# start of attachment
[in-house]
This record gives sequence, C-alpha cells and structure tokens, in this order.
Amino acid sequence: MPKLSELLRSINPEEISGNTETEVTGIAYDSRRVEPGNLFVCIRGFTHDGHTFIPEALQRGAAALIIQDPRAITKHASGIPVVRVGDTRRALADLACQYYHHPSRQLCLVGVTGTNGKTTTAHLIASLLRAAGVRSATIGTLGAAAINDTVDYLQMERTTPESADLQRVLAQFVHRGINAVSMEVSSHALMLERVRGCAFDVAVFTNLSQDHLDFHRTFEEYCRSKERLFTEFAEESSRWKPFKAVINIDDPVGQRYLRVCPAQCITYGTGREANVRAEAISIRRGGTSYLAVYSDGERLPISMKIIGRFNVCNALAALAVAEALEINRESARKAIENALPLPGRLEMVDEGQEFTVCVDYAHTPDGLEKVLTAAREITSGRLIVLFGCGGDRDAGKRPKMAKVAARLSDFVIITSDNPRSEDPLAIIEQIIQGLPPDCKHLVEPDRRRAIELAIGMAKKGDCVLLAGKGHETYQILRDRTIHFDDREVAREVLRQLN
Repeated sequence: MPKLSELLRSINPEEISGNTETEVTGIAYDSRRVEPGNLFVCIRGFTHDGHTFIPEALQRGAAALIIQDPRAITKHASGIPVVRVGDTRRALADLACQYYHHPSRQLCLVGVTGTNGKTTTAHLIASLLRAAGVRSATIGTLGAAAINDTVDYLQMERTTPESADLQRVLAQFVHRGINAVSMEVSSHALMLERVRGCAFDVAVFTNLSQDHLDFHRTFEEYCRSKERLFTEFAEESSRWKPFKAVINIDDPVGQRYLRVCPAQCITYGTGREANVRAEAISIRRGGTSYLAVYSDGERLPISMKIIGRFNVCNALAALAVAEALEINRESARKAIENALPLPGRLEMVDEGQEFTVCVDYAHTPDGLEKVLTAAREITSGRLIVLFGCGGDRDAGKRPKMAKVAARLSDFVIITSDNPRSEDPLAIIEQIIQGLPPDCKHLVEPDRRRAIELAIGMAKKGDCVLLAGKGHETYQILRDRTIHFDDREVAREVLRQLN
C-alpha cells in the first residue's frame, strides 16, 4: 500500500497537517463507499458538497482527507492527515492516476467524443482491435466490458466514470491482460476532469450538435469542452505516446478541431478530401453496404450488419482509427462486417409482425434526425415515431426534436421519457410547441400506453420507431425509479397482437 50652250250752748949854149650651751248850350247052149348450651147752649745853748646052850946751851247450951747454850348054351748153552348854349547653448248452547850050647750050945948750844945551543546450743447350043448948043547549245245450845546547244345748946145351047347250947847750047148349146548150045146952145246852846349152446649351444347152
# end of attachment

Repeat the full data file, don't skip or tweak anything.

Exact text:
[in-house]
This record gives sequence, C-alpha cells and structure tokens, in this order.
Amino acid sequence: MPKLSELLRSINPEEISGNTETEVTGIAYDSRRVEPGNLFVCIRGFTHDGHTFIPEALQRGAAALIIQDPRAITKHASGIPVVRVGDTRRALADLACQYYHHPSRQLCLVGVTGTNGKTTTAHLIASLLRAAGVRSATIGTLGAAAINDTVDYLQMERTTPESADLQRVLAQFVHRGINAVSMEVSSHALMLERVRGCAFDVAVFTNLSQDHLDFHRTFEEYCRSKERLFTEFAEESSRWKPFKAVINIDDPVGQRYLRVCPAQCITYGTGREANVRAEAISIRRGGTSYLAVYSDGERLPISMKIIGRFNVCNALAALAVAEALEINRESARKAIENALPLPGRLEMVDEGQEFTVCVDYAHTPDGLEKVLTAAREITSGRLIVLFGCGGDRDAGKRPKMAKVAARLSDFVIITSDNPRSEDPLAIIEQIIQGLPPDCKHLVEPDRRRAIELAIGMAKKGDCVLLAGKGHETYQILRDRTIHFDDREVAREVLRQLN
Repeated sequence: MPKLSELLRSINPEEISGNTETEVTGIAYDSRRVEPGNLFVCIRGFTHDGHTFIPEALQRGAAALIIQDPRAITKHASGIPVVRVGDTRRALADLACQYYHHPSRQLCLVGVTGTNGKTTTAHLIASLLRAAGVRSATIGTLGAAAINDTVDYLQMERTTPESADLQRVLAQFVHRGINAVSMEVSSHALMLERVRGCAFDVAVFTNLSQDHLDFHRTFEEYCRSKERLFTEFAEESSRWKPFKAVINIDDPVGQRYLRVCPAQCITYGTGREANVRAEAISIRRGGTSYLAVYSDGERLPISMKIIGRFNVCNALAALAVAEALEINRESARKAIENALPLPGRLEMVDEGQEFTVCVDYAHTPDGLEKVLTAAREITSGRLIVLFGCGGDRDAGKRPKMAKVAARLSDFVIITSDNPRSEDPLAIIEQIIQGLPPDCKHLVEPDRRRAIELAIGMAKKGDCVLLAGKGHETYQILRDRTIHFDDREVAREVLRQLN
C-alpha cells in the first residue's frame, strides 16, 4: 500500500497537517463507499458538497482527507492527515492516476467524443482491435466490458466514470491482460476532469450538435469542452505516446478541431478530401453496404450488419482509427462486417409482425434526425415515431426534436421519457410547441400506453420507431425509479397482437 50652250250752748949854149650651751248850350247052149348450651147752649745853748646052850946751851247450951747454850348054351748153552348854349547653448248452547850050647750050945948750844945551543546450743447350043448948043547549245245450845546547244345748946145351047347250947847750047148349146548150045146952145246852846349152446649351444347152